This where the stories of Atlantis came from, which would be from around the same time period, give or take a few hundred years. I mean, logically (ahem) the only way a man as old as Noah could live as long as he did is if they had advanced technology. Also, it would explain why one man was able to build such a sturdy boat. He had power tools! Yes, you read that right. But here's the thing. My dad was right about one thing--You have to make these mental leaps in order to make the story work. One farmer at the age of 100 couldn't possibly build an ark the size described in the Bible by himself without serious help. Since the Bible does not specify if anyone helped him, and based on the recent pitiful museum built in Kentucky, there really isn't a way for someone to build that monstrosity without help of some kind. Hence, this idea that Noah was part of an advanced civilization that lived hundreds of years and still had the raw intelligence that God gave Adam & Eve. In other words, those early people were smarter than us.
Now, let's jump ahead to Genesis 10:25. As a kid, my dad told me that this was referring to the splitting apart of the continent Pangia into the continents we have today. Later, he changed his mind to say that the divide was one of language, not geography and that he believed the continents split during the flood. We are not going to go into the fact that such a vast upheaval of land in one go would have caused a catastrophic effect on our planet to the point where it would not have been habitable 40 days after the floor. The volcanic activity alone, nevermind the tsunamis would have been awful. And there is absolutely no evidence that this all happened at once since we do actually know how these things work. So back to Peleg. My dad now believes that this verse is referring to the Tower of Babel and everyone getting a different language. This was actually one of the first Bible stories I rejected as it is obviously an attempt by ancient peoples to explain why there were so many different languages. Looking at the etymology of words we can see how language changes and grows. Linguists can look back at language and trace its origins. We may not speak Egyptian now, but we can look at some of the dialects and languages spoken in that region and come up with a reasonable approximation of how the language sounded.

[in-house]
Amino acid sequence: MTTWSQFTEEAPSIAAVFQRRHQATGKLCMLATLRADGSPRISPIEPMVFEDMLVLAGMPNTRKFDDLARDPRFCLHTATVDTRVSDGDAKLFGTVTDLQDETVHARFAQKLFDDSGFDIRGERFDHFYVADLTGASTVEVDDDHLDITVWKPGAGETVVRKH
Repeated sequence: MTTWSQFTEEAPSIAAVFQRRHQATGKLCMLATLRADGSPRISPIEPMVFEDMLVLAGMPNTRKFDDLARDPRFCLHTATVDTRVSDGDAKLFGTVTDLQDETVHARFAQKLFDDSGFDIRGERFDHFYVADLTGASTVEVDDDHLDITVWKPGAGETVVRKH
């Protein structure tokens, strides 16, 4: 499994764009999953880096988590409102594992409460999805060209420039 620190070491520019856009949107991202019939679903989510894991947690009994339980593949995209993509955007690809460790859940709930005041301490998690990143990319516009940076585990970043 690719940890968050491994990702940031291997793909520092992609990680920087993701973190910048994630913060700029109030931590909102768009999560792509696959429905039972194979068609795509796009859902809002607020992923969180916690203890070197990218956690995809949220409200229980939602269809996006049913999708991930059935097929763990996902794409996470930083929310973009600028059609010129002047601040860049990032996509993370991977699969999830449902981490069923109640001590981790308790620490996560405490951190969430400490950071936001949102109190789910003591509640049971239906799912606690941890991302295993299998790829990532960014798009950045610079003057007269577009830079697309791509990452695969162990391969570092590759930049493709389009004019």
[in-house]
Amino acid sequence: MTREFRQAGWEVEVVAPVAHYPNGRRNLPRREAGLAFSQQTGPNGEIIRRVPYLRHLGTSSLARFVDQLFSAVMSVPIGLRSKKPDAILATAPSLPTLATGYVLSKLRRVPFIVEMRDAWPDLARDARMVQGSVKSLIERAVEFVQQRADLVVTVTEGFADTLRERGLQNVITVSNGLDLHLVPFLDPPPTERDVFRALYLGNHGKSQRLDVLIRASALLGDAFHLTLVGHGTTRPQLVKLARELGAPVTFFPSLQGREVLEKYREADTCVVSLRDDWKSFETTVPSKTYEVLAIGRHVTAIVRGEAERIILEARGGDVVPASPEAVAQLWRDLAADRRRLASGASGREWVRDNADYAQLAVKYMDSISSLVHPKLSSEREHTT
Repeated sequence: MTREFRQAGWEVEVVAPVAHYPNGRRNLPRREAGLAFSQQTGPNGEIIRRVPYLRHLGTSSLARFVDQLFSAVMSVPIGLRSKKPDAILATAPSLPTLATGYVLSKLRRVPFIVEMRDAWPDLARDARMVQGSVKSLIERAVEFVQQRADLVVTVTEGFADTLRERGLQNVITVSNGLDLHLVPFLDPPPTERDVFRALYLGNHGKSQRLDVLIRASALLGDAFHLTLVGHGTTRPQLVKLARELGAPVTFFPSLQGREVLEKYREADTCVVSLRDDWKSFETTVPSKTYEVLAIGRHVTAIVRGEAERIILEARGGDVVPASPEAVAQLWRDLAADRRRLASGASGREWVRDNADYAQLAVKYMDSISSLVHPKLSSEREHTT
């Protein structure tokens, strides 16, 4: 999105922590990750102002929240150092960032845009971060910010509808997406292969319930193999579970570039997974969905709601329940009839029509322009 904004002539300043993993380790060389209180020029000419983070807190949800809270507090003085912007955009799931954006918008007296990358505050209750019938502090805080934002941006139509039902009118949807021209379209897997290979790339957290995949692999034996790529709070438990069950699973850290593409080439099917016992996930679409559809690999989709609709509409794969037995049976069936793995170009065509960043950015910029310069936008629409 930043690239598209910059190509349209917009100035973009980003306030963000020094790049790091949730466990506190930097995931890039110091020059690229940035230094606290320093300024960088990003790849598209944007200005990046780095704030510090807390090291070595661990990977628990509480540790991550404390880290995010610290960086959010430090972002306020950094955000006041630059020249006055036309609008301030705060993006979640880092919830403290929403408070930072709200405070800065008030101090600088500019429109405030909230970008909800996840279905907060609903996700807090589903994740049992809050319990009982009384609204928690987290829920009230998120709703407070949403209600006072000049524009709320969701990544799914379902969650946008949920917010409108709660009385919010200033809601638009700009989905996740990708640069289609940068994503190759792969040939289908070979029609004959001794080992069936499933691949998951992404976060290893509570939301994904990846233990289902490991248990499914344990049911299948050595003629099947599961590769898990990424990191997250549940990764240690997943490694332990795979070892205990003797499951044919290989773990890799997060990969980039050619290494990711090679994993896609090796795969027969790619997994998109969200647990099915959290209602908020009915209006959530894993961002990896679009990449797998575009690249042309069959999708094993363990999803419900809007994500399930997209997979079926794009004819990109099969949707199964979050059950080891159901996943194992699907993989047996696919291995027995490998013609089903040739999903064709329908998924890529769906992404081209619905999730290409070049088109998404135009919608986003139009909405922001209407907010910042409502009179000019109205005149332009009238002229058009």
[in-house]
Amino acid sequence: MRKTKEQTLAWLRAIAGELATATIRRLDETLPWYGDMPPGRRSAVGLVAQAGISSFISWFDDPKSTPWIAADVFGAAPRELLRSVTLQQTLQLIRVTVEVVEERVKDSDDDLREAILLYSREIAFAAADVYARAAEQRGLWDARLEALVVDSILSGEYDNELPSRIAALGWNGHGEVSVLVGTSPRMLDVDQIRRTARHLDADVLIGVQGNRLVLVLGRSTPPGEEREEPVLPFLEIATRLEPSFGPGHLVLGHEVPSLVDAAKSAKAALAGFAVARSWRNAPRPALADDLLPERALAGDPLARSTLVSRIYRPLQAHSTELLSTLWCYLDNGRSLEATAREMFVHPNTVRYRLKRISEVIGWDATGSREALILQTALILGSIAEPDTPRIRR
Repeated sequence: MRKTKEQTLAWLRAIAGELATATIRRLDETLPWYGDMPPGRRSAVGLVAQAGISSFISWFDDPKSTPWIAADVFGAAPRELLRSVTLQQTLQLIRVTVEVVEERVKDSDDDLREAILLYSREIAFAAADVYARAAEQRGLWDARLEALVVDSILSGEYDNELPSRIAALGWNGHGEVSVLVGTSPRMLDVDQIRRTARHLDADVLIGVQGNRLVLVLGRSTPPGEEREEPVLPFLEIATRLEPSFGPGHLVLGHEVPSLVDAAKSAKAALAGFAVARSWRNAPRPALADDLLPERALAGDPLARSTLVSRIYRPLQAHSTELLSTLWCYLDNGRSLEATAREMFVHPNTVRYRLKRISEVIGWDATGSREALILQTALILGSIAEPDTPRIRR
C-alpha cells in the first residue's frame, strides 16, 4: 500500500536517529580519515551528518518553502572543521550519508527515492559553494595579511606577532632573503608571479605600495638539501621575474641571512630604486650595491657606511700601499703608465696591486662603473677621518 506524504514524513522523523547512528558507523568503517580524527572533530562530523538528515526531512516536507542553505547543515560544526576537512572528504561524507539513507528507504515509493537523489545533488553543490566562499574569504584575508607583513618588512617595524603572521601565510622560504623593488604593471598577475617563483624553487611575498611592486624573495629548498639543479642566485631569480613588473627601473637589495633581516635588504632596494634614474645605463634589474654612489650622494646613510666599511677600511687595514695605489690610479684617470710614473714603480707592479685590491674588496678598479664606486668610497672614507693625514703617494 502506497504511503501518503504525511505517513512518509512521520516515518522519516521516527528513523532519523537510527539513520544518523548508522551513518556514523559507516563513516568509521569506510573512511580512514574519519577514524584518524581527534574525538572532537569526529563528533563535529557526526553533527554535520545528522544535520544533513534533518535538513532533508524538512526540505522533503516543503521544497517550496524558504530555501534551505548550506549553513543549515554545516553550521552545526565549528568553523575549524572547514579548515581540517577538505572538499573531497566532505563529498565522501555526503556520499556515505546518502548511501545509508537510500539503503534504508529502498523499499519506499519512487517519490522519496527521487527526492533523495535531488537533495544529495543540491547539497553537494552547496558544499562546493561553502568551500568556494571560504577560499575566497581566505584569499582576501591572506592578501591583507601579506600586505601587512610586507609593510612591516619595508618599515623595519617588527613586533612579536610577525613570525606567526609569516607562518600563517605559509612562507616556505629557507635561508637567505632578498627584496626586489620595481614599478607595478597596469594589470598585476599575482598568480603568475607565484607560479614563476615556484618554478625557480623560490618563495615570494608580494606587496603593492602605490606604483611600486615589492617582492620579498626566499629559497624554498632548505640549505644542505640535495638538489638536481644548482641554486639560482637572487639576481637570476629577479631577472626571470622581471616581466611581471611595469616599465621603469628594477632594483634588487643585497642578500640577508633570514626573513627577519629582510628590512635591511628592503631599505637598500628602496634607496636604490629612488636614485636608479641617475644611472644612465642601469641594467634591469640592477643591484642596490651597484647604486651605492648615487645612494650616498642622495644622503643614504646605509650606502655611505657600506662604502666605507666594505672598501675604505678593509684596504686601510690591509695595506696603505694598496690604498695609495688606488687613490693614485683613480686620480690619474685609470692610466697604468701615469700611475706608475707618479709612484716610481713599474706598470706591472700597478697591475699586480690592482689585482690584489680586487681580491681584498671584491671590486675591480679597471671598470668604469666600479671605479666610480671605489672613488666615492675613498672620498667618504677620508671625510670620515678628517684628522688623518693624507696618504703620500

But last weekend my dad threw me a new doozy when he suggested that not only was language divided in the days of Peleg, but that was when human beings also developed an in-group/out-group mentality. Say what now? His logic was that because human beings could all speak the same language at one point, they all got along. It wasn't until we couldn't speak the language that we began to form psychological connections with people who are the same as us and shun those who aren't. Now, the Bible itself contradicts this notion. I mean, Cain already killed his brother fairly early on in Genesis and it suggests people were living in cities already and would kill him if they knew of his terrible dead. That's basic otherness. People build cities to form groups.
Now, not liking to argue I said to my father, "I'm not sure about the days of Peleg, but it is a natural human instinct to want to group yourself with people who have common interests and beliefs." I wanted to insert, it was a safety measure created by evolution, but I'm not stupid. The interesting part of this whole conversation is that my mother was giving me some serious side eye the entire time because she knows that I think most of Genesis is a load of hooey. We've gotten into it before.
This is a personal, but secret, blog archiving my deconversion from a Christian to a non-believer.